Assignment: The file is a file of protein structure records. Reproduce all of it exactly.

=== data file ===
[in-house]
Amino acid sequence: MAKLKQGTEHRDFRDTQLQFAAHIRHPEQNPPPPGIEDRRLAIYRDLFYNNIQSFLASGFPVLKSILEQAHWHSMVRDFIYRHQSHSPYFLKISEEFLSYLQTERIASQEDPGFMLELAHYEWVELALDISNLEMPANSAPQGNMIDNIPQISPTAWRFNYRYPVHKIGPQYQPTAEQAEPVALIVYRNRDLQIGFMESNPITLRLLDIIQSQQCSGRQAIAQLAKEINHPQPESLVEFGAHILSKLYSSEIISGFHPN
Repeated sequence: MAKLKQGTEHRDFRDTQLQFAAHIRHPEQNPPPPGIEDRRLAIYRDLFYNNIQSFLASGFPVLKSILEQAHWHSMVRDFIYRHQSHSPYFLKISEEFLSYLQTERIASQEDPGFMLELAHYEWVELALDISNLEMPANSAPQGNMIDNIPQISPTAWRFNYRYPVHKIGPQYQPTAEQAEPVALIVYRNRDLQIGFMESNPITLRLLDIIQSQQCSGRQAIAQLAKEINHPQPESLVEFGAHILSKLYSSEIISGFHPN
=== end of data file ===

[in-house]
Amino acid sequence: MAKLKQGTEHRDFRDTQLQFAAHIRHPEQNPPPPGIEDRRLAIYRDLFYNNIQSFLASGFPVLKSILEQAHWHSMVRDFIYRHQSHSPYFLKISEEFLSYLQTERIASQEDPGFMLELAHYEWVELALDISNLEMPANSAPQGNMIDNIPQISPTAWRFNYRYPVHKIGPQYQPTAEQAEPVALIVYRNRDLQIGFMESNPITLRLLDIIQSQQCSGRQAIAQLAKEINHPQPESLVEFGAHILSKLYSSEIISGFHPN
Repeated sequence: MAKLKQGTEHRDFRDTQLQFAAHIRHPEQNPPPPGIEDRRLAIYRDLFYNNIQSFLASGFPVLKSILEQAHWHSMVRDFIYRHQSHSPYFLKISEEFLSYLQTERIASQEDPGFMLELAHYEWVELALDISNLEMPANSAPQGNMIDNIPQISPTAWRFNYRYPVHKIGPQYQPTAEQAEPVALIVYRNRDLQIGFMESNPITLRLLDIIQSQQCSGRQAIAQLAKEINHPQPESLVEFGAHILSKLYSSEIISGFHPN